Biennale Architettura 2018
Mannheim's 'Sleeping Beauty'
10. June 2018
Sleeping Beauty, an exhibition on the occasion of the 16th International Architecture Exhibition - La Biennale di Venezia draws attention to Frei Otto's Multihalle, a pavilion built in Mannheim for the 1975 Bundesgartenschau (National Garden Show) that nows sits unused.
The subtitle of the exhibition, "Reinventing Frei Otto's Multihalle," hints at the structure's flexibility, its ability to support different activities and events. Since its original six-month run, the column-free enclosure has been used for various uses, though primarily as a restaurant. In 2017, as the photo at top attests, it was the setting for a roller derby. Now more than 40 years old, and designed originally as a temporary pavilion, the structure is in need of repairs -- and ideas for its reuse.
The structure is notable as the world's largest timber lattice shell structure. Designed by Carlfried Mutschler + Partner, the structure was engineered by Frei Otto and checked through primitve computer software by the office of Ove Arup in London, making it one of the earliest architectural projects to involve computers. Otto devised the roof's form much like Antonio Gaudi developed the stone structure of the Sagrada Familia: lead weights were suspended from a grid of wires as tension forces replicating the compression forces that would act upon the wood structure once it was right-sided. The technique of the upside-down model entered again in the actual building, as large cans of water were suspended from the grid shell in a test to replicate snow loads on the roof. It is a highly stable structure that, like those of Buckminster Fuller, encloses a large amount of space with very few materials.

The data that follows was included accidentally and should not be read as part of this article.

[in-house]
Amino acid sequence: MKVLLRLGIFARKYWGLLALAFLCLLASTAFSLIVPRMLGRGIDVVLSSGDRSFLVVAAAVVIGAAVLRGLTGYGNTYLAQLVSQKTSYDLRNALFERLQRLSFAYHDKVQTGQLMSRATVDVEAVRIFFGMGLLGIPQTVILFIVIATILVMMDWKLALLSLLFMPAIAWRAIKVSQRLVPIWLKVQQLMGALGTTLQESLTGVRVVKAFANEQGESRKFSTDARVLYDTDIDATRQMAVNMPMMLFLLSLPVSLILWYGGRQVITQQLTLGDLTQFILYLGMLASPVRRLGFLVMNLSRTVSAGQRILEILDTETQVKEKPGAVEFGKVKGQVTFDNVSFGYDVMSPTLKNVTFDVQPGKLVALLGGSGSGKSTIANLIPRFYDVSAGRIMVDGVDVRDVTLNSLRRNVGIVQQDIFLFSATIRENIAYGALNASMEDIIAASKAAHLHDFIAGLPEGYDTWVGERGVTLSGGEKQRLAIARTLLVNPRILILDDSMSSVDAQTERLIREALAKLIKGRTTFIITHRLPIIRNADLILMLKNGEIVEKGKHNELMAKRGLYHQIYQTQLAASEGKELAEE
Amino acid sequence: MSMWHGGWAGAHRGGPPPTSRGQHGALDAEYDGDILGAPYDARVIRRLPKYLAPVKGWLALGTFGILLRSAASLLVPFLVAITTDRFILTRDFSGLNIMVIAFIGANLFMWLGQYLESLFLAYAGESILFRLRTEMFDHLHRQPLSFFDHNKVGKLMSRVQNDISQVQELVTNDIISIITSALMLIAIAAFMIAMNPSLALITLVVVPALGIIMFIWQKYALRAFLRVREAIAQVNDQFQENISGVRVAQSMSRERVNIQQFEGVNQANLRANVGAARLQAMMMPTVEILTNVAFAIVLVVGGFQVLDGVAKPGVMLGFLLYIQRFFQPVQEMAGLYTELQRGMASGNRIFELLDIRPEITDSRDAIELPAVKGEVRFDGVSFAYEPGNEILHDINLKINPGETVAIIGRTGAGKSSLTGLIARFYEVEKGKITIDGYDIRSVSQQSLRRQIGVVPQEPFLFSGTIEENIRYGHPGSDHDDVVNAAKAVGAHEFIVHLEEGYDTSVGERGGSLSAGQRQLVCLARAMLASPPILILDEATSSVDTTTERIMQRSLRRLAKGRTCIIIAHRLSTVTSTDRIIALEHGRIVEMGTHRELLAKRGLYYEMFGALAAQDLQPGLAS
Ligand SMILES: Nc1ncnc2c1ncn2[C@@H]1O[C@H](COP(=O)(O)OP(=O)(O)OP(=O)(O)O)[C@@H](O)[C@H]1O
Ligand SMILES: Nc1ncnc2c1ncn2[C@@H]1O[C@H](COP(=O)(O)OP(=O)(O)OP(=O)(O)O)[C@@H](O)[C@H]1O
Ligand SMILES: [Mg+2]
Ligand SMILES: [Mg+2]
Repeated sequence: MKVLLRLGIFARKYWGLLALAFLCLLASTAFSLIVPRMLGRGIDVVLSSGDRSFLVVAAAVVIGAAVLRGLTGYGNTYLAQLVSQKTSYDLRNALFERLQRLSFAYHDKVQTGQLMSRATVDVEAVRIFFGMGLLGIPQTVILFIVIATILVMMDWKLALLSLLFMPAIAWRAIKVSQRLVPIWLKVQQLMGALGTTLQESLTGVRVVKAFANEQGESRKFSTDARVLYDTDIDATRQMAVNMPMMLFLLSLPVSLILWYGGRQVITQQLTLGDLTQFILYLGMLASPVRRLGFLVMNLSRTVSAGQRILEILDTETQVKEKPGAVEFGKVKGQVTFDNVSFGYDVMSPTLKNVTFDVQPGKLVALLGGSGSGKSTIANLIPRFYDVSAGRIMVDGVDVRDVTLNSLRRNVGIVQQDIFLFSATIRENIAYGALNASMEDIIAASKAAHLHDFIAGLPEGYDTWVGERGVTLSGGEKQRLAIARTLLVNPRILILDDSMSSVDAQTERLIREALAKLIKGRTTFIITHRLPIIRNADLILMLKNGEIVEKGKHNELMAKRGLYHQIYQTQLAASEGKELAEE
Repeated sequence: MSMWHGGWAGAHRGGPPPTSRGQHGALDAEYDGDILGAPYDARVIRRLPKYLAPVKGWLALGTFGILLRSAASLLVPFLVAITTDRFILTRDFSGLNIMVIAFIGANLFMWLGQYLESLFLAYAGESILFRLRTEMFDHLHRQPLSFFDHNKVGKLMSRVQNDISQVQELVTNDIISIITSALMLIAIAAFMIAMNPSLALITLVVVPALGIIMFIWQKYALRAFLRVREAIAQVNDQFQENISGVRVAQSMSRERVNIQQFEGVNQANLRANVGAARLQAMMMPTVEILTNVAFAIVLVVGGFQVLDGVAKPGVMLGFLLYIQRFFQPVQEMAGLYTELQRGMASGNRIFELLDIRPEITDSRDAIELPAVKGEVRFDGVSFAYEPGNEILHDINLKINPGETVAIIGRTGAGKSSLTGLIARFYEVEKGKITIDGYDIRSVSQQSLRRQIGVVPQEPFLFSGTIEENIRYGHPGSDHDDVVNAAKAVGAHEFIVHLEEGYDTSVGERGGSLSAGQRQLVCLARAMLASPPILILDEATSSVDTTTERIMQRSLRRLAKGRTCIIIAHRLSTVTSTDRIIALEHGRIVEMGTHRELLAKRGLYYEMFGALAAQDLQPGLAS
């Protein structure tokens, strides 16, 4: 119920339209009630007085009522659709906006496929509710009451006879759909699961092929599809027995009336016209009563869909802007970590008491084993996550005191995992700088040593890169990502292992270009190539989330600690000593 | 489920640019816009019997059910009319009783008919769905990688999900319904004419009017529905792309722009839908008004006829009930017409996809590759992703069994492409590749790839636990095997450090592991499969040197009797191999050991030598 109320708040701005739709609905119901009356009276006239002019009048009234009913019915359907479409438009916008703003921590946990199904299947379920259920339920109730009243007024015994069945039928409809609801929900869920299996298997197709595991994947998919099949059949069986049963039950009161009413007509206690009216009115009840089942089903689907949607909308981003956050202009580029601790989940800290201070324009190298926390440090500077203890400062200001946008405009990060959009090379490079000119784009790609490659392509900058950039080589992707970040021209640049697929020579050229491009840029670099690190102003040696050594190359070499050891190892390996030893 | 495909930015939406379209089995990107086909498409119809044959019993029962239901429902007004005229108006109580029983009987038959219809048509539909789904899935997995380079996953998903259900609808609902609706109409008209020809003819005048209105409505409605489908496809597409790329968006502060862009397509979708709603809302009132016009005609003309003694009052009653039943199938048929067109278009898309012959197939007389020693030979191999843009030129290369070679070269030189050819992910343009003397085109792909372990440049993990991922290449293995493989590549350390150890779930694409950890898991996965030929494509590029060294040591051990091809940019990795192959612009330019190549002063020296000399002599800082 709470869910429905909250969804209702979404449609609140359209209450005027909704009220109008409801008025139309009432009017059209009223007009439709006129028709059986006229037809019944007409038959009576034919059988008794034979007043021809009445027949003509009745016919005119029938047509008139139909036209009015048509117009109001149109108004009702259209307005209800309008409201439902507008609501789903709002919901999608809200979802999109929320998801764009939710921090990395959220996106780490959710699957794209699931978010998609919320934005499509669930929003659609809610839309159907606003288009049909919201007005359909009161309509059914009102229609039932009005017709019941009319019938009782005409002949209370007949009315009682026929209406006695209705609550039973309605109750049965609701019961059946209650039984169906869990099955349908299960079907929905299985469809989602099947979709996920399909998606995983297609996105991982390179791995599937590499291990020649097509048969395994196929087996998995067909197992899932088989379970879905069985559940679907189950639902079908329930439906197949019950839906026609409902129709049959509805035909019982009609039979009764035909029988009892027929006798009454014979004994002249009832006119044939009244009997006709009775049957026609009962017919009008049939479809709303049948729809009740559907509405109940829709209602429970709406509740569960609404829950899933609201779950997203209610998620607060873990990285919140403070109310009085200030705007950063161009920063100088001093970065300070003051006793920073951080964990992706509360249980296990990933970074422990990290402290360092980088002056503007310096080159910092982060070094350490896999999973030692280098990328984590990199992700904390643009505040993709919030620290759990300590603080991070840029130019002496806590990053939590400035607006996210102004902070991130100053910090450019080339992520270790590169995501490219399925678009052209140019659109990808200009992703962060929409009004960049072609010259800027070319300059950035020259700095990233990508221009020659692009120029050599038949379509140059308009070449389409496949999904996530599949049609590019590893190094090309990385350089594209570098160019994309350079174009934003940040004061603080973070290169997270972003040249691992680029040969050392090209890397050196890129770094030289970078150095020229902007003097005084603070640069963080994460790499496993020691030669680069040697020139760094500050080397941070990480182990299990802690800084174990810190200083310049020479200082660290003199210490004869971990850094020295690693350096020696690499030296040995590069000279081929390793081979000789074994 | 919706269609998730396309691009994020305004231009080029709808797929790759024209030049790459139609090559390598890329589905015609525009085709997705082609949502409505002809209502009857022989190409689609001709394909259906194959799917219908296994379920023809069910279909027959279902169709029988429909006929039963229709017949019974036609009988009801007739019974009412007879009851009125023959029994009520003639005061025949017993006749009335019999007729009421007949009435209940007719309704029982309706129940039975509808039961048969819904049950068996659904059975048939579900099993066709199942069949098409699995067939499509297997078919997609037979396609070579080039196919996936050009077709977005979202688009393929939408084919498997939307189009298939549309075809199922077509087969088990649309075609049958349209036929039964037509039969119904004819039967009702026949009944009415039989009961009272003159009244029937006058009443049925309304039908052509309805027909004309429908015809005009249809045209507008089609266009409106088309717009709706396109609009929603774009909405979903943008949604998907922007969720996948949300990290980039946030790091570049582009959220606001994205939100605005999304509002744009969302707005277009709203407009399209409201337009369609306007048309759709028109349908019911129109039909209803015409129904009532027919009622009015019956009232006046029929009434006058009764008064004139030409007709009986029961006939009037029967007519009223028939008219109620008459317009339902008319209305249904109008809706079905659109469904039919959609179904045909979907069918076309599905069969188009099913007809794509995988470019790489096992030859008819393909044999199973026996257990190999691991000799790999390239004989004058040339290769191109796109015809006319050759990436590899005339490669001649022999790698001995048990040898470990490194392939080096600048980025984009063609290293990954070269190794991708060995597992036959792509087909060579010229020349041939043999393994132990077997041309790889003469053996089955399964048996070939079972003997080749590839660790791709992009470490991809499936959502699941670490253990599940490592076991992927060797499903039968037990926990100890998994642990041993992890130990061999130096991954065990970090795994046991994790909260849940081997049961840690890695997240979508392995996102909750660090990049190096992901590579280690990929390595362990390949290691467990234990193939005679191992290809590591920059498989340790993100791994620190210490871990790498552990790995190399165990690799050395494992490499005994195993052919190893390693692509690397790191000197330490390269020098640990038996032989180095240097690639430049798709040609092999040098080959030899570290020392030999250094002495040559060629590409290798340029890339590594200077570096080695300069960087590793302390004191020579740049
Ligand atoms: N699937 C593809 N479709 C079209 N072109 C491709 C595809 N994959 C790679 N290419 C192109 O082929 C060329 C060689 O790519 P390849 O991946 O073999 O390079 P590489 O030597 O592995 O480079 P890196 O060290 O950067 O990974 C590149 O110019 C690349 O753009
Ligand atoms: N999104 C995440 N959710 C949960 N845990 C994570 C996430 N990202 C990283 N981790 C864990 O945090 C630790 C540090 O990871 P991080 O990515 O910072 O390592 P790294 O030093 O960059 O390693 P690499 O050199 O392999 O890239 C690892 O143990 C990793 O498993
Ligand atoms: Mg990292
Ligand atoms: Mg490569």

The exhibition, located in a space on Guidecca, consists of drawings, photographs and other artifacts of the building's design and its use over the last four decades. Echoing Otto's techniques, everything is suspended from above, in the form of screens for the projection of moving images and a snaking wood shelf. Visitors follow the latter around the space to learn about the structure's history and what makes it such a notable piece of 20th-century architecture -- one worth protecting and reusing in a way that takes advantage of its distinctive structure and form.